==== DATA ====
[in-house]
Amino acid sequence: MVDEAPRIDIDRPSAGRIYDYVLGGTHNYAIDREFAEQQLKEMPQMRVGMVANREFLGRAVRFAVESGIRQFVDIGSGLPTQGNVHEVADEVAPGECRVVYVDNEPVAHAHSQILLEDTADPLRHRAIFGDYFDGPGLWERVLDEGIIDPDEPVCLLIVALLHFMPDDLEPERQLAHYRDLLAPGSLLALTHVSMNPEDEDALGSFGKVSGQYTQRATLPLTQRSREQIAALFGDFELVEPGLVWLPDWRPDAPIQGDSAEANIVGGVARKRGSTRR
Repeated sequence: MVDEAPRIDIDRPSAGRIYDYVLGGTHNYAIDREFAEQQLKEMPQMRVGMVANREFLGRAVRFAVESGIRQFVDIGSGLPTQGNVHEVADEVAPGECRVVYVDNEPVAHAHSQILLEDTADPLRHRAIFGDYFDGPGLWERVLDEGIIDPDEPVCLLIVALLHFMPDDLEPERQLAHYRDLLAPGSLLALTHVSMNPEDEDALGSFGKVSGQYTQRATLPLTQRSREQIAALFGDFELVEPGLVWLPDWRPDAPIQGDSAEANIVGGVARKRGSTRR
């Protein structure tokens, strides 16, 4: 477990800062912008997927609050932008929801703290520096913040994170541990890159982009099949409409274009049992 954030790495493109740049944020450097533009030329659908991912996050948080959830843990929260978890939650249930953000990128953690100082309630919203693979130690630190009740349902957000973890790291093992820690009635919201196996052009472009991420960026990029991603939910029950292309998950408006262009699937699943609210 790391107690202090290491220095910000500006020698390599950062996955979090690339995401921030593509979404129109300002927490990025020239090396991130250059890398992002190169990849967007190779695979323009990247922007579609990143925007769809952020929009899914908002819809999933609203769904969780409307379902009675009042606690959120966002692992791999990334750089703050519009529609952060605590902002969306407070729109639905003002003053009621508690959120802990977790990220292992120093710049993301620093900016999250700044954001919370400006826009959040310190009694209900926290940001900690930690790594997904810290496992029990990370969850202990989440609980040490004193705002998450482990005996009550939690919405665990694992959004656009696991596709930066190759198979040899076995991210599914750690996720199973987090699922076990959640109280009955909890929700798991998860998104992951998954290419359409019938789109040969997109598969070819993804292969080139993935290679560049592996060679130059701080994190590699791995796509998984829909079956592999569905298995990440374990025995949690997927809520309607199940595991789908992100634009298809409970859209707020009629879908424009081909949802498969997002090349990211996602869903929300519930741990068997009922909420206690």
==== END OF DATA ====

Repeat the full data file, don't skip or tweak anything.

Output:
[in-house]
Amino acid sequence: MVDEAPRIDIDRPSAGRIYDYVLGGTHNYAIDREFAEQQLKEMPQMRVGMVANREFLGRAVRFAVESGIRQFVDIGSGLPTQGNVHEVADEVAPGECRVVYVDNEPVAHAHSQILLEDTADPLRHRAIFGDYFDGPGLWERVLDEGIIDPDEPVCLLIVALLHFMPDDLEPERQLAHYRDLLAPGSLLALTHVSMNPEDEDALGSFGKVSGQYTQRATLPLTQRSREQIAALFGDFELVEPGLVWLPDWRPDAPIQGDSAEANIVGGVARKRGSTRR
Repeated sequence: MVDEAPRIDIDRPSAGRIYDYVLGGTHNYAIDREFAEQQLKEMPQMRVGMVANREFLGRAVRFAVESGIRQFVDIGSGLPTQGNVHEVADEVAPGECRVVYVDNEPVAHAHSQILLEDTADPLRHRAIFGDYFDGPGLWERVLDEGIIDPDEPVCLLIVALLHFMPDDLEPERQLAHYRDLLAPGSLLALTHVSMNPEDEDALGSFGKVSGQYTQRATLPLTQRSREQIAALFGDFELVEPGLVWLPDWRPDAPIQGDSAEANIVGGVARKRGSTRR
């Protein structure tokens, strides 16, 4: 477990800062912008997927609050932008929801703290520096913040994170541990890159982009099949409409274009049992 954030790495493109740049944020450097533009030329659908991912996050948080959830843990929260978890939650249930953000990128953690100082309630919203693979130690630190009740349902957000973890790291093992820690009635919201196996052009472009991420960026990029991603939910029950292309998950408006262009699937699943609210 790391107690202090290491220095910000500006020698390599950062996955979090690339995401921030593509979404129109300002927490990025020239090396991130250059890398992002190169990849967007190779695979323009990247922007579609990143925007769809952020929009899914908002819809999933609203769904969780409307379902009675009042606690959120966002692992791999990334750089703050519009529609952060605590902002969306407070729109639905003002003053009621508690959120802990977790990220292992120093710049993301620093900016999250700044954001919370400006826009959040310190009694209900926290940001900690930690790594997904810290496992029990990370969850202990989440609980040490004193705002998450482990005996009550939690919405665990694992959004656009696991596709930066190759198979040899076995991210599914750690996720199973987090699922076990959640109280009955909890929700798991998860998104992951998954290419359409019938789109040969997109598969070819993804292969080139993935290679560049592996060679130059701080994190590699791995796509998984829909079956592999569905298995990440374990025995949690997927809520309607199940595991789908992100634009298809409970859209707020009629879908424009081909949802498969997002090349990211996602869903929300519930741990068997009922909420206690």